“For a veteran — a person who thrives off excitement, a mission and a chain of command — you tend to seek out companies like that,” said Mark Major, a veteran of combat in Iraq who has worked for Union Pacific for about two years.
As thousands of American soldiers return to the civilian workforce after service in Iraq or Afghanistan, many are finding jobs on the nation's rail lines. More than 25 percent of all U.S. railroad workers have served in the military.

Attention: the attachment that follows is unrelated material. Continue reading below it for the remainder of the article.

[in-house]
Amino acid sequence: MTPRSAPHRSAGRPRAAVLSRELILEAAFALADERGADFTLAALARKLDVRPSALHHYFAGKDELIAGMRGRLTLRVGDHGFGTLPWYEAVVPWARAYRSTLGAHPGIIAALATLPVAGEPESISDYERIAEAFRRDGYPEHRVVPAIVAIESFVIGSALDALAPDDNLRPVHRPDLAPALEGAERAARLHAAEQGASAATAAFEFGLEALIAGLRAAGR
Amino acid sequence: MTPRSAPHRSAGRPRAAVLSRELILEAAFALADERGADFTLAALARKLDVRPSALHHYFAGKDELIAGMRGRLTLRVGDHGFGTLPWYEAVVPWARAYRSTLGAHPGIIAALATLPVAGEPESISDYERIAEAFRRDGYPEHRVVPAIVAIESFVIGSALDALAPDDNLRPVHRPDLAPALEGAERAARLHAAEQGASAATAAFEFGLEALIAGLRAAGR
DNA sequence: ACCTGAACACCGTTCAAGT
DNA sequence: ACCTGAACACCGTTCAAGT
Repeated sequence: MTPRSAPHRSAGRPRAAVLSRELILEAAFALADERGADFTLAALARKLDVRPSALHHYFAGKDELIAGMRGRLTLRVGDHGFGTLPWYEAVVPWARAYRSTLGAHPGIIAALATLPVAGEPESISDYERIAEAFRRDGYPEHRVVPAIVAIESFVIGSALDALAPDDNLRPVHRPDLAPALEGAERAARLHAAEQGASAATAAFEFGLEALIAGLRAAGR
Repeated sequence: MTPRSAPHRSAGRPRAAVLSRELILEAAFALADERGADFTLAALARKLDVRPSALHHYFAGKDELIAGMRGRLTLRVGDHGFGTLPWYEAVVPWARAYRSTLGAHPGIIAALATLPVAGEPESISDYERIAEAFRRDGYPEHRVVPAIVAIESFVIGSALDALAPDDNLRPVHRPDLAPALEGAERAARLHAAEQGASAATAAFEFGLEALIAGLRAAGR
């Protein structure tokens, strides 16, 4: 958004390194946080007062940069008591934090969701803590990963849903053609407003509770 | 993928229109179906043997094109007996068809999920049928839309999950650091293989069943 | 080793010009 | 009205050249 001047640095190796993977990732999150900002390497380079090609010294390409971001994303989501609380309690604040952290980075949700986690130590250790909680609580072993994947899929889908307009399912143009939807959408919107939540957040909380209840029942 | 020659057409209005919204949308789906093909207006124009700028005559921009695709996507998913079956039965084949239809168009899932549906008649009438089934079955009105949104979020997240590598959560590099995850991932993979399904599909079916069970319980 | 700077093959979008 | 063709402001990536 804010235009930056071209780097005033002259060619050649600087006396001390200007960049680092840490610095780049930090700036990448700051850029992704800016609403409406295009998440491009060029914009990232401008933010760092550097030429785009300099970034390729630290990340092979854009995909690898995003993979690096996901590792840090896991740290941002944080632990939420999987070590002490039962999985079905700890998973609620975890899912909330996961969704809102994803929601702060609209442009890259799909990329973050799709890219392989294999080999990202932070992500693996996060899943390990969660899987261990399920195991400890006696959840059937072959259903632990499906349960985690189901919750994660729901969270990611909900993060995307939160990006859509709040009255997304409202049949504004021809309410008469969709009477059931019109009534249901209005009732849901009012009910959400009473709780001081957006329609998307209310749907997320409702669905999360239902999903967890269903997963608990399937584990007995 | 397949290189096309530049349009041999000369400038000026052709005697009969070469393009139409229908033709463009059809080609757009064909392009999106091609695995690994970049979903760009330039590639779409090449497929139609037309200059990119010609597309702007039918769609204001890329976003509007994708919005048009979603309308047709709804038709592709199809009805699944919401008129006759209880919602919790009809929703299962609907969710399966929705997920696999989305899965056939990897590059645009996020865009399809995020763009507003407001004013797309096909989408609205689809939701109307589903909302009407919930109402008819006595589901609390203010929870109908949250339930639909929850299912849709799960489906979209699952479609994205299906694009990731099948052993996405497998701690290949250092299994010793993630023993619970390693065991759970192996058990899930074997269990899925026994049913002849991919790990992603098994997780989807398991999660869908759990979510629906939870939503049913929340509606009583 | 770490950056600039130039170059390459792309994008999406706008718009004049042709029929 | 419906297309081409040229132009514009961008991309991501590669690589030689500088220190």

Veterans have a long history of railroad work. Civil War veterans, for example, helped complete the transcontinental railroad in the 1860s. But railroad opportunities are especially welcome now because the unemployment rate for recent veterans remains higher than for the rest of the nation.
Major helps manage intermodal freight trains for the railroad in Oakland, Calif. He sought out a railroad job when he was getting ready to leave the military because of the challenges and independence it offered and because he had known other soldiers who went to work for a railroad and liked it.
“I'm infantry,” Major said. “The 40-hour workweek, sitting in a cubicle doesn't really appeal.”